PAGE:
Huge maps, endless information boards, a scale model and even hi-tech sound booths greeted visitors to a consultation for the second phase of HS2.
The presentation in Armitage, near Rugeley, was a chance for villagers to find out the hard realities of what life might be like living beside the controversial £42.6bn high speed line.
Four sound booths gave visitors an impression of predicted noise levels at various distances from the line.
The line will cut through many miles of Staffordshire countryside, affecting villages including Great Haywood, Ingestre, Marston, and Swynnerton as it passes from Lichfield, past Stafford and up towards Stone on its way to Manchester.
The latest consultations got under way last month.
Phase Two will have huge consequences for Jill and Dale Port whose home at Far End Cottage, Kings Bromley, is just 150 metres from the proposed route.
Mr Port, a 64-year-old refrigerator engineer, had been planning to retire soon and sell up. “We’re very upset. We bought the house eight years ago as an investment with a view to selling it after I retire next year and downsizing to become mortgage-free but this will affect the market value of our property and we won’t be able to do that anymore,” he said.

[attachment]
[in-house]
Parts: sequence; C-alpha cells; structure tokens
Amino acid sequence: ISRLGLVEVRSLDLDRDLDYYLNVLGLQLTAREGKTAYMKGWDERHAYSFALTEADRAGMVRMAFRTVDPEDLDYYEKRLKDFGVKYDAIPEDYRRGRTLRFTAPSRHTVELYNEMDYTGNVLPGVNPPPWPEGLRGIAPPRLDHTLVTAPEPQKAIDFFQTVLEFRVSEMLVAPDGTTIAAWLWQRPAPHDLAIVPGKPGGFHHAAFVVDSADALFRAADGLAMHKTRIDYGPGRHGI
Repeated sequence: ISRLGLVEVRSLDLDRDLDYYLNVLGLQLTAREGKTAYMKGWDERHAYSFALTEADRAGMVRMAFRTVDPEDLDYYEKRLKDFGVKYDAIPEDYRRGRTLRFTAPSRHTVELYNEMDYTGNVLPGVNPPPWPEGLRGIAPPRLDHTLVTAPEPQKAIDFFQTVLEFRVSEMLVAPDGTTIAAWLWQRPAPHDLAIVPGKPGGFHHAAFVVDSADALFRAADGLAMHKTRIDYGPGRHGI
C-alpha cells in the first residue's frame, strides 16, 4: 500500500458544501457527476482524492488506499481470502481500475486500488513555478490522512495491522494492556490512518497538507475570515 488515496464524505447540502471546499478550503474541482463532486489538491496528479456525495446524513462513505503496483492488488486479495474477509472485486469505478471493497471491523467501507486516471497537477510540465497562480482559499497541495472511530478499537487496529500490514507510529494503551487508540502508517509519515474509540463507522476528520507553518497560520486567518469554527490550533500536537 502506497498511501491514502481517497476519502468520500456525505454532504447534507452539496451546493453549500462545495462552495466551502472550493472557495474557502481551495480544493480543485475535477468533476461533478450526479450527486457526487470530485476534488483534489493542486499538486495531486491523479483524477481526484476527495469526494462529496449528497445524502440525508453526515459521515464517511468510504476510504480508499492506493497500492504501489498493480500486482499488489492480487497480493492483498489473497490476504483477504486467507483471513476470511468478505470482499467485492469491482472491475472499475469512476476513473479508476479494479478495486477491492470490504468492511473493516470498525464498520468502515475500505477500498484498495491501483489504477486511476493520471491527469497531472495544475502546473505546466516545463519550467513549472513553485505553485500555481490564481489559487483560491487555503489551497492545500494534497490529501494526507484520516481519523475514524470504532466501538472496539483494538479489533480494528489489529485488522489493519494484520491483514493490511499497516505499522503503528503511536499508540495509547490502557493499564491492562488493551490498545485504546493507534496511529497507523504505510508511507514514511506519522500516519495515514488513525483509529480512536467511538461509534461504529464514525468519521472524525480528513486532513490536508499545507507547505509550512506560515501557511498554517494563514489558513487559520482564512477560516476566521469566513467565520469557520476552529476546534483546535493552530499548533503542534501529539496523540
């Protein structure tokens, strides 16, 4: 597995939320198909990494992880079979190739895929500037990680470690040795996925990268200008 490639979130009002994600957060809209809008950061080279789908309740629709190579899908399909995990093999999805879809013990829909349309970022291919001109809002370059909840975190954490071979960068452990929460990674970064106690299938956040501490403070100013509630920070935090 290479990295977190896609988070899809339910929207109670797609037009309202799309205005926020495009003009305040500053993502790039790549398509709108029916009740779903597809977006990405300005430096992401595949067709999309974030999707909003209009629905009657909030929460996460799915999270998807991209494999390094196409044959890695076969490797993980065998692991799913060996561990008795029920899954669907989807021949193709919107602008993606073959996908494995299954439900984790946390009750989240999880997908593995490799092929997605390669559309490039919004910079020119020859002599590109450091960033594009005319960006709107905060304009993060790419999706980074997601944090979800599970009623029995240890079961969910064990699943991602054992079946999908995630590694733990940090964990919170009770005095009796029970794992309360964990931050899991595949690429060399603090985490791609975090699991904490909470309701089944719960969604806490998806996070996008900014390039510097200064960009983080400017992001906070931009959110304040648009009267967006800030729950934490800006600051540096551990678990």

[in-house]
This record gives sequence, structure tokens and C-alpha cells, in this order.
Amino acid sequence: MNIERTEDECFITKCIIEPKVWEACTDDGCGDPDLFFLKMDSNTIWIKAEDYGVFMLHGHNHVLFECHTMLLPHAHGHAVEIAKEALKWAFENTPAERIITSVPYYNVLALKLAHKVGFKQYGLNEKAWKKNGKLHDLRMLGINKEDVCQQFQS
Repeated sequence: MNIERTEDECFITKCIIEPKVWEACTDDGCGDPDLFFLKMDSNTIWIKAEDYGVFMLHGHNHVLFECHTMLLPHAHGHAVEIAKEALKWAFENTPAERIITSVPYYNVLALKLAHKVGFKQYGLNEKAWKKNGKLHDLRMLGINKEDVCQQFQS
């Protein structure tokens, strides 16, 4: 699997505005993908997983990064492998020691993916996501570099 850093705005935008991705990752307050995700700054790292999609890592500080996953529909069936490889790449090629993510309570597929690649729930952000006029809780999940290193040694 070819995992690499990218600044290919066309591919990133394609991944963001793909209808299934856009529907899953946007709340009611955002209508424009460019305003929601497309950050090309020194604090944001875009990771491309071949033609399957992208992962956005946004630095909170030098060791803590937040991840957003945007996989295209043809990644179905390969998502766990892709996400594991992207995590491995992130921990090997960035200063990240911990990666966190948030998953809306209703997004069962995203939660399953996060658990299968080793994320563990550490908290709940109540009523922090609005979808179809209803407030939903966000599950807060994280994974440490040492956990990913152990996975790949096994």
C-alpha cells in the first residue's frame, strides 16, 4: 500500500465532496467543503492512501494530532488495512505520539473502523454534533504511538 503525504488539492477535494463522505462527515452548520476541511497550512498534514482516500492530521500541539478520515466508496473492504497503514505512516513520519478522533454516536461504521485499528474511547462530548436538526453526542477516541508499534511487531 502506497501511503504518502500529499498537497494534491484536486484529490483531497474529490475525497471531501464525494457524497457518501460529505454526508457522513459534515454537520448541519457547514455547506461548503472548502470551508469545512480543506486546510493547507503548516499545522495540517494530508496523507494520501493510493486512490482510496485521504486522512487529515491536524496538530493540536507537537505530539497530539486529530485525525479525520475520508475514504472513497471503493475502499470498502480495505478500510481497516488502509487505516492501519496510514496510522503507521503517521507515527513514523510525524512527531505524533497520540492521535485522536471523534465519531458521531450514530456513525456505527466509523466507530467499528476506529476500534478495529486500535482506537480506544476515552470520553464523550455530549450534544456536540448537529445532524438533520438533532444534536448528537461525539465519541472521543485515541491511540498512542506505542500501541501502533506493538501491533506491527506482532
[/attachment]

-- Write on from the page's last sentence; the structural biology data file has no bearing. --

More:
“It was very depressing when we found out about the route in January.”
Wife Jill, 51, said: “It’s the uncertainty.
“Property has always been one of the safest investments but it hasn’t worked out that way.”
Businesswoman Julia Allsopp, 42, of Bromley Hayes, Riley Hill, objects to the project on several fronts.
“On a general level, I’m against the cost and environmental impact of the scheme.
“But I also have personal objections as my home is really close to where the line is due to go.
“The sound booths are a joke – you can hear the birds more than the train.”
IT consultant Donovan Artz, of Handsacre, had mixed feelings about the scheme.
“I acknowledge that we need to do something about the infrastructure in this country and move the economy on but I also understand people’s concerns about the project.
“Personally the route is close to the canals and crosses many of the roads I use as a long-distance runner which will affect my enjoyment, and I run between 40- 60 miles a week.” The
Phase One consultation in Lichfield – rescheduled after snow affected attendance in January – will take place at the Guildhall on Wednesday.